A good friend of mine was laid off a few weeks ago.
He received notice via email. After-hours. On a Friday.
The email said, “Please see the attached about your employment status.” The attachment was a letter said that “we are restructuring…”
Talk about spineless.
My friend is a brilliant strategist, awesome creative, and the type of guy who consistently performs beyond expectations.
He left a secure position at an agency that was well established and growing. He was recruited away by a smaller agency with the opportunity – and promise – to build a department to his vision.
It seemed to be the right thing to do – at the time.
Early on, he found that management – that had admired his vision and courted him for over a year – didn’t seem to embrace changes. He brought something they really wanted, but for some reason, were unwilling to make the changes necessary to move forward.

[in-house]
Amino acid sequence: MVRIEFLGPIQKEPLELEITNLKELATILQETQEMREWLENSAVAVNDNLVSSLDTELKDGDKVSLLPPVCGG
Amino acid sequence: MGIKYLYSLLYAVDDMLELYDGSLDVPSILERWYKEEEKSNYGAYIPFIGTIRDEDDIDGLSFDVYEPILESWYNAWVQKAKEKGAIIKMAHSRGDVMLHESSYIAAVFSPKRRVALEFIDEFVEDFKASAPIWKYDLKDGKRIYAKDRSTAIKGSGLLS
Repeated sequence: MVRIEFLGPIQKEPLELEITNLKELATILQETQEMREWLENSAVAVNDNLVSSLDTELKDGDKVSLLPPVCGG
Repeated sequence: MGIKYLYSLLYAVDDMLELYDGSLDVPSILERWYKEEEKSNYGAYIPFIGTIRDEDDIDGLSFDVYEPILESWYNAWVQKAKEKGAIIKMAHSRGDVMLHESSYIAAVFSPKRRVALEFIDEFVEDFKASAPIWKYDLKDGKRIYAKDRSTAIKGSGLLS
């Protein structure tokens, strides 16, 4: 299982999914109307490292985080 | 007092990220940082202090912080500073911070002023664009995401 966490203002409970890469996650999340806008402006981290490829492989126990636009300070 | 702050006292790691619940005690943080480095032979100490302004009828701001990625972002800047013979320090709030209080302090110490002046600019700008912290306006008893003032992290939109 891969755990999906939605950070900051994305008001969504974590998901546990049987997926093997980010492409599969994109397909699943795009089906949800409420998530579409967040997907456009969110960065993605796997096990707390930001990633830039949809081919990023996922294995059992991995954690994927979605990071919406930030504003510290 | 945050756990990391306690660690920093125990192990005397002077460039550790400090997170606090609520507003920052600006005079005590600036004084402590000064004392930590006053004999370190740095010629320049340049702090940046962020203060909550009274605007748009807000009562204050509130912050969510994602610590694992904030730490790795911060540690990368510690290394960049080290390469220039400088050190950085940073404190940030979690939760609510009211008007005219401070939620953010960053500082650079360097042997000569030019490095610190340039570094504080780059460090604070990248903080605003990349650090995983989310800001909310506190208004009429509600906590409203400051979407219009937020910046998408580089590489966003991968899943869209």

Where he thought he’d be reporting directly to the partners, he found – after two weeks on their payroll – that he reported to someone lower on the chain of command.
That person, his ‘boss’ required that he run everything past her. And that’s where all ideas, innovation and progress stopped. He brought the issue to the partners, who told him they still supported him. And then his boss began to take issue with his day-to-day performance. So much for support.
At that point, all he could do was his job. And look for another.
Another job didn’t come before he got his email.
So this goes back to management. Do you want to make changes? Who in your organization is preventing you from moving forward? Your “most trusted” managers? Or perhaps...you?
In this economy, in agencies – or any business – your ability to grow, much less survive, is not only shaped by your vision, but by the agendas of individuals in your organization to whom you have given control.
You gave them that control and they can sink you.
My friend? He’s taking care of his family, looking for work and ‘living’ on unemployment. He is also over 50. Ageism is alive and well in advertising. But no one will admit it.
I wish him best of luck.